San Francisco Fed President Says
Less-Conventional Banking Will Grow
By JEFF WONG Associated Press Writer
Oct. 03, 1996
LONG BEACH, Calif. (AP) - As mergers and cost-cutting remove traditional bank branches from many neighborhoods, banks are turning increasingly to less conventional means of serving communities, the president of the Federal Reserve Bank of San Francisco said Thursday.
Robert Parry, speaking at a conference on community investment, cited the growing number of bank offices in supermarkets and the use of mobile bank offices at county fairs and events like football games.
"Many banks are finding the expense of operating standard full-size branches too costly and are actively exploring ways to reach customers through other means," he said.
The Fed-sponsored conference attended by bankers, community development officials and local government representatives is being held following a round of mergers that not only have changed the rankings of the nation's biggest banks, but also has shuffled ownership of many small institutions.
Parry said he believes the trends toward consolidation in the banking industry will continue for several years, although at a slower pace.
"We understand that consolidation presents a challenge for many communities, especially low-income communities where the loss of traditional branches is most keenly felt," he said.
"I wish I could tell you there exists a sure-fire alternative method for delivery to replace lost brick-and-mortar bank branches. But I cannot. Those mechanisms are still being tested and developed out in the field."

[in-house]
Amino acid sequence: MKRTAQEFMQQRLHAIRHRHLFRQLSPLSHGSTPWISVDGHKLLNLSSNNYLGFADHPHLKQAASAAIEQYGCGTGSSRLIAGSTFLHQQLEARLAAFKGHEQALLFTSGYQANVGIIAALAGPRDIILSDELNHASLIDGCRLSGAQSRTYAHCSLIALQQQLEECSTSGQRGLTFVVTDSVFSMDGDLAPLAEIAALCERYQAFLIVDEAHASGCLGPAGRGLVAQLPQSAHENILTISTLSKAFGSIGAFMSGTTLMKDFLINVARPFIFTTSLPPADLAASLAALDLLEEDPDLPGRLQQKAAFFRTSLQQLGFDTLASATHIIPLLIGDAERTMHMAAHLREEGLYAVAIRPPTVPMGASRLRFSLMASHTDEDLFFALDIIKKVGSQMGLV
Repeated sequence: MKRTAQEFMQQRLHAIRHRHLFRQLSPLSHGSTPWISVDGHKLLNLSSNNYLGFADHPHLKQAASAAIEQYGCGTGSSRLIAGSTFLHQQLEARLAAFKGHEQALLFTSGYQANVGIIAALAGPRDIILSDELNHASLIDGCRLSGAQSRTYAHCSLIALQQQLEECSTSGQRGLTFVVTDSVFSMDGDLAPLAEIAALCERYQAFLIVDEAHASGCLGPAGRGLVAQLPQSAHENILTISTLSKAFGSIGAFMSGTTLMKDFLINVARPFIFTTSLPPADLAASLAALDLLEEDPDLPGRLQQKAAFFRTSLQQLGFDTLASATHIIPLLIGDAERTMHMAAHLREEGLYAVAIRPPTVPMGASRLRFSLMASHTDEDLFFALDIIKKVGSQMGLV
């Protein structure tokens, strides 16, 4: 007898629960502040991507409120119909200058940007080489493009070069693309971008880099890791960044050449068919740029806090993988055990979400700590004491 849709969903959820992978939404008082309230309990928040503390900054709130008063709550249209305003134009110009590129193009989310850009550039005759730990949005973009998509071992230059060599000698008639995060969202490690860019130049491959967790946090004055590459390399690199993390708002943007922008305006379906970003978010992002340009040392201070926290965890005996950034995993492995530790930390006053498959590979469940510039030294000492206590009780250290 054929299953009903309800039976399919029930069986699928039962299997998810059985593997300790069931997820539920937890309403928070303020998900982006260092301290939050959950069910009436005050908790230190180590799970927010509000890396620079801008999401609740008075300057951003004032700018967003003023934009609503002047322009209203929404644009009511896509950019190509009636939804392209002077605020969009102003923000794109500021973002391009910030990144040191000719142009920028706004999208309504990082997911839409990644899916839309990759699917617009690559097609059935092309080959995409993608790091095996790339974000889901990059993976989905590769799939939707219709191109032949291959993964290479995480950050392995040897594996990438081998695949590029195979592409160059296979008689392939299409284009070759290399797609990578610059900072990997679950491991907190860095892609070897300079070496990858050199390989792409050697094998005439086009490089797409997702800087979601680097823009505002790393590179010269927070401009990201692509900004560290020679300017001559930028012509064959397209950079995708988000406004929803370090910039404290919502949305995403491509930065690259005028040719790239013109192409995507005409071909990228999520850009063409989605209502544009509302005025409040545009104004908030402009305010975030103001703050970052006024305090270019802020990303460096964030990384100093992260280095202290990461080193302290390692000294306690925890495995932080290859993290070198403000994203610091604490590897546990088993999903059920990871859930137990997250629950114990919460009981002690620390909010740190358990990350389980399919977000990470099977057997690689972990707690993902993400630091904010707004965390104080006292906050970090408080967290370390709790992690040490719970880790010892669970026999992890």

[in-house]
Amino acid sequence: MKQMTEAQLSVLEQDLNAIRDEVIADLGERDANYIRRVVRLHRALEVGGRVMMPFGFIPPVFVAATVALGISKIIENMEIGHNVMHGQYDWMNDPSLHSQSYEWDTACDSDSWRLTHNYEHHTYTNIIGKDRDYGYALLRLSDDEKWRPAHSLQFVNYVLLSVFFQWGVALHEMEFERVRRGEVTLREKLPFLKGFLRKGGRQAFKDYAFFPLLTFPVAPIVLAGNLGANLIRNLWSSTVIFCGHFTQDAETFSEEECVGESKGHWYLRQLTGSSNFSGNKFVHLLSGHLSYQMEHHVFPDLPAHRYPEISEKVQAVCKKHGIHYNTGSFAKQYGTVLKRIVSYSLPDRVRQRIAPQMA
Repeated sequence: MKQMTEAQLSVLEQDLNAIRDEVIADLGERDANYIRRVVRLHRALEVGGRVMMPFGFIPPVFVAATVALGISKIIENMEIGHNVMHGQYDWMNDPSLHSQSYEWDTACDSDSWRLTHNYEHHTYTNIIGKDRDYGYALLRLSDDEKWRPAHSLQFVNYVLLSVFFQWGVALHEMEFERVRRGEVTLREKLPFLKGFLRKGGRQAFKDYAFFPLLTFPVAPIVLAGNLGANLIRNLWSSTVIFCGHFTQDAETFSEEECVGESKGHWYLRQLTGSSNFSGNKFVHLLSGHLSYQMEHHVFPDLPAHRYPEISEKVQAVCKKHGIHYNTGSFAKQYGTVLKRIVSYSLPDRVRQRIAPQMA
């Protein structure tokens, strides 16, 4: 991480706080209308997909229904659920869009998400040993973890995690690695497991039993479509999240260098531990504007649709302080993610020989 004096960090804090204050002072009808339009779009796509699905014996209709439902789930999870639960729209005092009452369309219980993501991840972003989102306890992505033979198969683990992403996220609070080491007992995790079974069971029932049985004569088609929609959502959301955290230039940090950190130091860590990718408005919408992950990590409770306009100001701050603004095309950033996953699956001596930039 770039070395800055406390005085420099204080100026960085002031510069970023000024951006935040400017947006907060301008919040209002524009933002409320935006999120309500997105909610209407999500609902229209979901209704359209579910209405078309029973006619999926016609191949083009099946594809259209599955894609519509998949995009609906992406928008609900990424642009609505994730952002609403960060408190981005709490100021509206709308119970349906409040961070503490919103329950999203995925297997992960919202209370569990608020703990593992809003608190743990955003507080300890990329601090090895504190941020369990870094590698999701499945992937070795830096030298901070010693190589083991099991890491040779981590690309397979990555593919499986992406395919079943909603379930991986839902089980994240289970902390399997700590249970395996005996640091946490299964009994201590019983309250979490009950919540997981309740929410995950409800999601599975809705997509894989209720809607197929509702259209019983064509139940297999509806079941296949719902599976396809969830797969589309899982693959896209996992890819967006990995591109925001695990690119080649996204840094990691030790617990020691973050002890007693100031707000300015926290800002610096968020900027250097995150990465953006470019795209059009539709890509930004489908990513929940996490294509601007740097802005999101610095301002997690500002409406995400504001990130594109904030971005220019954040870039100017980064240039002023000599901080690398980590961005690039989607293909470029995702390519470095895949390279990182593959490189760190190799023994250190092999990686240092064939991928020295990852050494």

He said the banks that do survive in the industry mergers and retrenchments will be better able to compete. Parry also said the Federal Reserve, in reviewing bank expansion and acquisition plans, continues to expect strong ratings on compliance with the Community Reinvestment Act, the federal law which requires banks to lend to neighborhoods in which they take deposits.
"While I know many of you are concerned about the impact of consolidations on our communities, those concerns must be balanced by the potential for more competitive and efficient banks that are better able to serve their overall markets in this rapidly changing environment," he said.
Parry also lauded redevelopment efforts being made in Long Beach, saying the city was "an excellent model" for other communities with similar demographics.
"Long Beach's efforts over time have created new jobs, new business opportunities, new retail development and better housing options," he said. "... With the support of its many partners - banks, non-profit organizations, private corporations, government agencies - Long Beach has given itself a tremendous economic boost which will help sustain the city as it approaches the year 2000."
Parry praised Marin City USA, a new development in Northern California, as an example of what collaboration among community organizations and institutions could accomplish.
"This whole community approach is the wave of the future," he said.